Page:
RWANDA early this week proudly joined the rest of the world to celebrate World Teachers’ Day. The teachers in different schools felt fulfilled to go out and celebrate the annual event with joy. Teachers get courage when their importance is recognised worldwide.
Teachers’ Day is a day where teachers come together to forgive, reconcile and come to a common understanding, and to check their future.
Teachers have the mandate to advocate for their welfare. This calls for the need to have a well-laid programme where they are invited and their problems looked into.
Sensitisation and refresher courses are very vital.
A challenging threat to the education system is that teachers don’t get sufficient inspection.
All teachers need to be supervised for quality service delivery. This is because they are one of the greatest asset for national development.
One of the problems addressed was the need to recruit female teachers in schools.
The ratio of male to female teachers in schools is so alarming. Girls miss out a lot since they need mentoring from people who have lived their experience.
Accommodation for teachers within or close to the school is also lacking. Those who don’t reside at school come late and when it rains they will not turn up.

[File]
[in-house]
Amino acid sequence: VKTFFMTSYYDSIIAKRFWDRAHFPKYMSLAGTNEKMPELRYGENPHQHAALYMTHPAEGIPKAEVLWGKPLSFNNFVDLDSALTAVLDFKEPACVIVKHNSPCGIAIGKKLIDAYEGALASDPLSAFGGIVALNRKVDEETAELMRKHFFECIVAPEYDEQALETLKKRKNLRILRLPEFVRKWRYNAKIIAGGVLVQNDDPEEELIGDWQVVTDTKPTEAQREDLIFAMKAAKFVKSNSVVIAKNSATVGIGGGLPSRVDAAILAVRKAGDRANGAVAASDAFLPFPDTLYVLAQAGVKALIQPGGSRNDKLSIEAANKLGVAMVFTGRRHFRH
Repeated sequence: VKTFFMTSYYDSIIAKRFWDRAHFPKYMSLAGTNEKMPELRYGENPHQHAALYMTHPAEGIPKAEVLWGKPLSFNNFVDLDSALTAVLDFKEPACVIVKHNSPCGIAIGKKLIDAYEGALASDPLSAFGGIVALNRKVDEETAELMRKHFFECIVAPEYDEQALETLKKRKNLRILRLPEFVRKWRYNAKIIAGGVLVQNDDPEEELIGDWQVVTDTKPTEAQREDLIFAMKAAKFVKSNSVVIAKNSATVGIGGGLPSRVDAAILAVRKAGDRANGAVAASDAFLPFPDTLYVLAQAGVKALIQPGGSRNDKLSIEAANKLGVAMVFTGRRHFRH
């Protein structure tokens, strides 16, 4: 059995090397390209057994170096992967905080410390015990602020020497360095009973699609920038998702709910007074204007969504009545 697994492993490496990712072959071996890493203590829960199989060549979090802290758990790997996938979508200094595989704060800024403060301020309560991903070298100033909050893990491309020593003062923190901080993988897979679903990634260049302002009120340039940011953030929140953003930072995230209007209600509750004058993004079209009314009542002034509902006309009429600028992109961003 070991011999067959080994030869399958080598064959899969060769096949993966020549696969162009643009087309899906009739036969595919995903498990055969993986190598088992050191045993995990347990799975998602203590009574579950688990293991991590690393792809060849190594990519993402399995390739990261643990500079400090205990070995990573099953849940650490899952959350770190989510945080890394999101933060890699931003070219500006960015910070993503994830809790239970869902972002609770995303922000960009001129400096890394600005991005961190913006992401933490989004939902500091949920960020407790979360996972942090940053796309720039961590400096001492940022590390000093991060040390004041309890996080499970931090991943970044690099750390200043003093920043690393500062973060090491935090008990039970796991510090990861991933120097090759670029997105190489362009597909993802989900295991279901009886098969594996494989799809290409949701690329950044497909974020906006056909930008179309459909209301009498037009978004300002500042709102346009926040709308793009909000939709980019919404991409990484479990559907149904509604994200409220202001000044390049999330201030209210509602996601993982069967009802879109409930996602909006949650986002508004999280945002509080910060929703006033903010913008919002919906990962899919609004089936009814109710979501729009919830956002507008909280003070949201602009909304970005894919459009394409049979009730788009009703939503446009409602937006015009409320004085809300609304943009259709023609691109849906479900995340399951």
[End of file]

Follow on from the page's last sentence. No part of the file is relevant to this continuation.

It is worth noting that the teaching profession has increasingly become less attractive to the youth. Teaching is regarded and portrayed as a low calibre job where it is taken as a last resort.
Teachers complained about little pay compared to the standard of living that is very high. That aside, there is a slowdown in the payments where they never get the salaries on time.
Teachers need to form associations countrywide, as this will boost the bond between themselves as well as catering for their problems and finding solutions to them.
Challenges should not wait for teachers’ days to be brought to light. It seems all the problems had piled up and if there were no such a day, they would never be addressed.
The author is a teacher at Kagarama secondary school